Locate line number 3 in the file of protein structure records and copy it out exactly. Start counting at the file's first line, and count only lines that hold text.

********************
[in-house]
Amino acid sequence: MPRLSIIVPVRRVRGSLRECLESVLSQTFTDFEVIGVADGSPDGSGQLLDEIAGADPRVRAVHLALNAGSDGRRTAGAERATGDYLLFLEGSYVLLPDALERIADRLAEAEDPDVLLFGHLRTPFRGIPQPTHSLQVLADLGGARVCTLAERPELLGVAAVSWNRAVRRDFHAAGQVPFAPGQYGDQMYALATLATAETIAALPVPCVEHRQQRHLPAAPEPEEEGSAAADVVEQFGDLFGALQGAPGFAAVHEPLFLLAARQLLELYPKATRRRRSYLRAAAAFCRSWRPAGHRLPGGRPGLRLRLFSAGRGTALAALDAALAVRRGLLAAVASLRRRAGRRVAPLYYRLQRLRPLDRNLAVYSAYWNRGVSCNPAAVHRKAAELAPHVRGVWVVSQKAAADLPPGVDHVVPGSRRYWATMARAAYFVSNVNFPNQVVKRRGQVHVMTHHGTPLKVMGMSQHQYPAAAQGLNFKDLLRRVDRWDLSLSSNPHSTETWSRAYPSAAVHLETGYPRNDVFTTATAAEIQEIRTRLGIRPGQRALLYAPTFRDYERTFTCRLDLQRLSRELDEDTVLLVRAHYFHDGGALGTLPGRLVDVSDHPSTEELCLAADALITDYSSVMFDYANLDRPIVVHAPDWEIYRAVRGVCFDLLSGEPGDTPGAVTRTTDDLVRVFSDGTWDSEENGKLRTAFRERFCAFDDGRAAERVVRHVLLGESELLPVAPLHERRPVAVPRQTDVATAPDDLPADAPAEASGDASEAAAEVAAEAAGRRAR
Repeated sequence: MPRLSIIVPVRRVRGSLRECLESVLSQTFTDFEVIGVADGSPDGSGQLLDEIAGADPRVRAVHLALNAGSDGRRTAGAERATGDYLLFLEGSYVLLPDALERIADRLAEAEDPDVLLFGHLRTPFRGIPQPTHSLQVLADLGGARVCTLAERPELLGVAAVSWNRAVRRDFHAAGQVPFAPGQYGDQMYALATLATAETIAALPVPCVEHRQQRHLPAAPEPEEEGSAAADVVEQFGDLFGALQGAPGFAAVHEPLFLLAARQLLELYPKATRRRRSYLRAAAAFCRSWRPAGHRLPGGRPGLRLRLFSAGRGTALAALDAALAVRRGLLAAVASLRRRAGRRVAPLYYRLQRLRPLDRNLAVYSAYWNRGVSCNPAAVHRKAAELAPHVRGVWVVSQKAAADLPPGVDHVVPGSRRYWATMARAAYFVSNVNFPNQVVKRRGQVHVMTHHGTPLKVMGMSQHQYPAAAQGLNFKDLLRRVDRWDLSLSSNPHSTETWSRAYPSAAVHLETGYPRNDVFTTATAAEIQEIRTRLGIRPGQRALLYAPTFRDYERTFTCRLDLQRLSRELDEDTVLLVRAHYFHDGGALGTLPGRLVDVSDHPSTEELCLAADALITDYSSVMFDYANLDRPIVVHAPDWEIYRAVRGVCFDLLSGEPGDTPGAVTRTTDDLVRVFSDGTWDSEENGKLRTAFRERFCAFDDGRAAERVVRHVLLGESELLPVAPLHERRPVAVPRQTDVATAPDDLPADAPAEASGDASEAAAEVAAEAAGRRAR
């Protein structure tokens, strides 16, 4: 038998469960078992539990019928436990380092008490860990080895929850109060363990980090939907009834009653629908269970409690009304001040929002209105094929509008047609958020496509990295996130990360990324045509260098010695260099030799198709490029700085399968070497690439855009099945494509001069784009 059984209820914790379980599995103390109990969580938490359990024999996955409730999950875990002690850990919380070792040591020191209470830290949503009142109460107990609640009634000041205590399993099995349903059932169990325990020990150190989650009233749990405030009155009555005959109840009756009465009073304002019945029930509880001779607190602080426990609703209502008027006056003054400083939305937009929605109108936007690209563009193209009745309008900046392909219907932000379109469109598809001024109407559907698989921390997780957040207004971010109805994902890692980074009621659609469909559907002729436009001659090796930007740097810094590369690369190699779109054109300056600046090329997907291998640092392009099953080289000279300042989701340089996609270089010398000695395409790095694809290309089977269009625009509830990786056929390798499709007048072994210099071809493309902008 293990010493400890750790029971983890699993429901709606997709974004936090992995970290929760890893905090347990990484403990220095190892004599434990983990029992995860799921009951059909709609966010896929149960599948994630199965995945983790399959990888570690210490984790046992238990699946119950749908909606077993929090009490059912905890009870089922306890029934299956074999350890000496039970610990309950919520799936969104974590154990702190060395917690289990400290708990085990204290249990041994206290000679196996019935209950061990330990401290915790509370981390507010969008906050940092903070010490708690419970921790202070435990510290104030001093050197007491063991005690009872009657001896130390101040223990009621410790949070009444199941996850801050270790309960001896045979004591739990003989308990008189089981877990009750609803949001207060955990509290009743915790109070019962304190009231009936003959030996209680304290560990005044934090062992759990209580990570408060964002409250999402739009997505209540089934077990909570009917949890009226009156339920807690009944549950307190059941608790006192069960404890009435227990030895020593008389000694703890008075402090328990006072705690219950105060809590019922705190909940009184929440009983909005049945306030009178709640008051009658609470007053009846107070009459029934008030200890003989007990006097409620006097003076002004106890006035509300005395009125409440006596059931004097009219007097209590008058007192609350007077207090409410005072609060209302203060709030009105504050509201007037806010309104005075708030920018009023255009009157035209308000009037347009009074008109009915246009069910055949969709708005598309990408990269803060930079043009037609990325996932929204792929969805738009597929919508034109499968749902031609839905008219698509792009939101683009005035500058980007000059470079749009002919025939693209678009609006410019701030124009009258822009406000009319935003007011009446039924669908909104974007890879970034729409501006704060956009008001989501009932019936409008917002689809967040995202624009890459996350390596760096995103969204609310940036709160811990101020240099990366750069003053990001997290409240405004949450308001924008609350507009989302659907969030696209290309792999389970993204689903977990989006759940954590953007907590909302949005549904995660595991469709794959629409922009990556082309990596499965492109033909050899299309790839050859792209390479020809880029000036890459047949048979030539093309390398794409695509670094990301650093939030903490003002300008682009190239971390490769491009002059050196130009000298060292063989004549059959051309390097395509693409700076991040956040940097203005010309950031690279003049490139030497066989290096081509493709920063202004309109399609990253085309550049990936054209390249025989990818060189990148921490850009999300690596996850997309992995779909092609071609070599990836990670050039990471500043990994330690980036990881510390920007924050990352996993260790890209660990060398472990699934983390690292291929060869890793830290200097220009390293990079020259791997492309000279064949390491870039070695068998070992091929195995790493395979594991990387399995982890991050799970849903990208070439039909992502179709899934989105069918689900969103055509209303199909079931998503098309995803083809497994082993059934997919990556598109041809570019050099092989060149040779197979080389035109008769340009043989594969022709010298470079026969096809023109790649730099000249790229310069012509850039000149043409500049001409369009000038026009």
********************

Repeated sequence: MPRLSIIVPVRRVRGSLRECLESVLSQTFTDFEVIGVADGSPDGSGQLLDEIAGADPRVRAVHLALNAGSDGRRTAGAERATGDYLLFLEGSYVLLPDALERIADRLAEAEDPDVLLFGHLRTPFRGIPQPTHSLQVLADLGGARVCTLAERPELLGVAAVSWNRAVRRDFHAAGQVPFAPGQYGDQMYALATLATAETIAALPVPCVEHRQQRHLPAAPEPEEEGSAAADVVEQFGDLFGALQGAPGFAAVHEPLFLLAARQLLELYPKATRRRRSYLRAAAAFCRSWRPAGHRLPGGRPGLRLRLFSAGRGTALAALDAALAVRRGLLAAVASLRRRAGRRVAPLYYRLQRLRPLDRNLAVYSAYWNRGVSCNPAAVHRKAAELAPHVRGVWVVSQKAAADLPPGVDHVVPGSRRYWATMARAAYFVSNVNFPNQVVKRRGQVHVMTHHGTPLKVMGMSQHQYPAAAQGLNFKDLLRRVDRWDLSLSSNPHSTETWSRAYPSAAVHLETGYPRNDVFTTATAAEIQEIRTRLGIRPGQRALLYAPTFRDYERTFTCRLDLQRLSRELDEDTVLLVRAHYFHDGGALGTLPGRLVDVSDHPSTEELCLAADALITDYSSVMFDYANLDRPIVVHAPDWEIYRAVRGVCFDLLSGEPGDTPGAVTRTTDDLVRVFSDGTWDSEENGKLRTAFRERFCAFDDGRAAERVVRHVLLGESELLPVAPLHERRPVAVPRQTDVATAPDDLPADAPAEASGDASEAAAEVAAEAAGRRAR